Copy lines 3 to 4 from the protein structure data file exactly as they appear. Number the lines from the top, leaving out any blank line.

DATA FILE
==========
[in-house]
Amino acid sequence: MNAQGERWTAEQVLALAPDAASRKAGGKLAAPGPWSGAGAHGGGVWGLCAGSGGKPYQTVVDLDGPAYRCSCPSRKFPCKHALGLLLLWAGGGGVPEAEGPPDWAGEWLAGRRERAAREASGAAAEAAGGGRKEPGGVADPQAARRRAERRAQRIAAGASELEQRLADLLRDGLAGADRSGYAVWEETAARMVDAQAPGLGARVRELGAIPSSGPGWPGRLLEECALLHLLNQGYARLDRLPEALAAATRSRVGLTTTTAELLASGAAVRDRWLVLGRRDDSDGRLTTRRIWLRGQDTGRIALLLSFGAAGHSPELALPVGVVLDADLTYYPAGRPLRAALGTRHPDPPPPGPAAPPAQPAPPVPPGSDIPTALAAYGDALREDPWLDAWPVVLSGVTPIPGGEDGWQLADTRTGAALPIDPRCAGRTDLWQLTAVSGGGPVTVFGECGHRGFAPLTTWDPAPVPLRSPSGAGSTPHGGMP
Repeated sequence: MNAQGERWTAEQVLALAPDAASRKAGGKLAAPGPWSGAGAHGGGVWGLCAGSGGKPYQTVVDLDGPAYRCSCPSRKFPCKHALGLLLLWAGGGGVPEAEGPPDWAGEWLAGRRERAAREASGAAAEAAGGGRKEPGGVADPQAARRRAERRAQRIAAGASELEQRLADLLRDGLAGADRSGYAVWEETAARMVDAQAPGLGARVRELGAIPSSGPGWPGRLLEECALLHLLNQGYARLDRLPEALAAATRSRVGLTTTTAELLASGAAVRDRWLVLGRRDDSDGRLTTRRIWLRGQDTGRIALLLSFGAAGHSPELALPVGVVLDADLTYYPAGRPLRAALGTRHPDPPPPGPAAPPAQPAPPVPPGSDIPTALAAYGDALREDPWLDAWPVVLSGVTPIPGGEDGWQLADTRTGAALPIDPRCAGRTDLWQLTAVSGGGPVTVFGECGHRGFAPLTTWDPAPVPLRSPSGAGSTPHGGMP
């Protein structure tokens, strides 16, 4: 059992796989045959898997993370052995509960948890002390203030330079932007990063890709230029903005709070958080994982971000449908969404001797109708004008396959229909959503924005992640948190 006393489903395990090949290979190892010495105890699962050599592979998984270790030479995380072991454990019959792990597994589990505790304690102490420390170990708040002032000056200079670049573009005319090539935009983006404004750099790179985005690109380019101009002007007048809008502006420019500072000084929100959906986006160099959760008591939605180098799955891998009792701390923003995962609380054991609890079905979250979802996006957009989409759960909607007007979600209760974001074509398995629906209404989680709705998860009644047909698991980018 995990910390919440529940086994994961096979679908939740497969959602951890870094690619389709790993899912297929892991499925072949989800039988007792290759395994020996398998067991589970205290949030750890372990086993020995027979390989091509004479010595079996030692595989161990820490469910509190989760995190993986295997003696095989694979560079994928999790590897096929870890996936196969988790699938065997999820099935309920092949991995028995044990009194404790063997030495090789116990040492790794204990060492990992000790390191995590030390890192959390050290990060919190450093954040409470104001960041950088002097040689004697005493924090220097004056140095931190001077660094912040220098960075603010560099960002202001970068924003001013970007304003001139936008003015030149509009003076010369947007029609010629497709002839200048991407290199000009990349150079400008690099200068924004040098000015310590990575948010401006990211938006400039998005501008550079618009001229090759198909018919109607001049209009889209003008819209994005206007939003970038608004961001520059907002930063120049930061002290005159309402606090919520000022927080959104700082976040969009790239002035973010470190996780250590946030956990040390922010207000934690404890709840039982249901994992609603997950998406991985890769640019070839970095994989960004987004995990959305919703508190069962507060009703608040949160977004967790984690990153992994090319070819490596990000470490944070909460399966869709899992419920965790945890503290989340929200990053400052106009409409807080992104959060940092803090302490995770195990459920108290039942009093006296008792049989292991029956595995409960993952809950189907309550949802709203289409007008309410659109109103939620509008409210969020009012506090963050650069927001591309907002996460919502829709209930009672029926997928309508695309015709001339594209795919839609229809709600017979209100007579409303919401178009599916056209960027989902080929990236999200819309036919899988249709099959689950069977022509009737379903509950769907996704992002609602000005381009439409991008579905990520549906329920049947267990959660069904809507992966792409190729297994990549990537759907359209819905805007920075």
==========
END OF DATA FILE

Repeated sequence: MNAQGERWTAEQVLALAPDAASRKAGGKLAAPGPWSGAGAHGGGVWGLCAGSGGKPYQTVVDLDGPAYRCSCPSRKFPCKHALGLLLLWAGGGGVPEAEGPPDWAGEWLAGRRERAAREASGAAAEAAGGGRKEPGGVADPQAARRRAERRAQRIAAGASELEQRLADLLRDGLAGADRSGYAVWEETAARMVDAQAPGLGARVRELGAIPSSGPGWPGRLLEECALLHLLNQGYARLDRLPEALAAATRSRVGLTTTTAELLASGAAVRDRWLVLGRRDDSDGRLTTRRIWLRGQDTGRIALLLSFGAAGHSPELALPVGVVLDADLTYYPAGRPLRAALGTRHPDPPPPGPAAPPAQPAPPVPPGSDIPTALAAYGDALREDPWLDAWPVVLSGVTPIPGGEDGWQLADTRTGAALPIDPRCAGRTDLWQLTAVSGGGPVTVFGECGHRGFAPLTTWDPAPVPLRSPSGAGSTPHGGMP
């Protein structure tokens, strides 16, 4: 059992796989045959898997993370052995509960948890002390203030330079932007990063890709230029903005709070958080994982971000449908969404001797109708004008396959229909959503924005992640948190 006393489903395990090949290979190892010495105890699962050599592979998984270790030479995380072991454990019959792990597994589990505790304690102490420390170990708040002032000056200079670049573009005319090539935009983006404004750099790179985005690109380019101009002007007048809008502006420019500072000084929100959906986006160099959760008591939605180098799955891998009792701390923003995962609380054991609890079905979250979802996006957009989409759960909607007007979600209760974001074509398995629906209404989680709705998860009644047909698991980018 995990910390919440529940086994994961096979679908939740497969959602951890870094690619389709790993899912297929892991499925072949989800039988007792290759395994020996398998067991589970205290949030750890372990086993020995027979390989091509004479010595079996030692595989161990820490469910509190989760995190993986295997003696095989694979560079994928999790590897096929870890996936196969988790699938065997999820099935309920092949991995028995044990009194404790063997030495090789116990040492790794204990060492990992000790390191995590030390890192959390050290990060919190450093954040409470104001960041950088002097040689004697005493924090220097004056140095931190001077660094912040220098960075603010560099960002202001970068924003001013970007304003001139936008003015030149509009003076010369947007029609010629497709002839200048991407290199000009990349150079400008690099200068924004040098000015310590990575948010401006990211938006400039998005501008550079618009001229090759198909018919109607001049209009889209003008819209994005206007939003970038608004961001520059907002930063120049930061002290005159309402606090919520000022927080959104700082976040969009790239002035973010470190996780250590946030956990040390922010207000934690404890709840039982249901994992609603997950998406991985890769640019070839970095994989960004987004995990959305919703508190069962507060009703608040949160977004967790984690990153992994090319070819490596990000470490944070909460399966869709899992419920965790945890503290989340929200990053400052106009409409807080992104959060940092803090302490995770195990459920108290039942009093006296008792049989292991029956595995409960993952809950189907309550949802709203289409007008309410659109109103939620509008409210969020009012506090963050650069927001591309907002996460919502829709209930009672029926997928309508695309015709001339594209795919839609229809709600017979209100007579409303919401178009599916056209960027989902080929990236999200819309036919899988249709099959689950069977022509009737379903509950769907996704992002609602000005381009439409991008579905990520549906329920049947267990959660069904809507992966792409190729297994990549990537759907359209819905805007920075």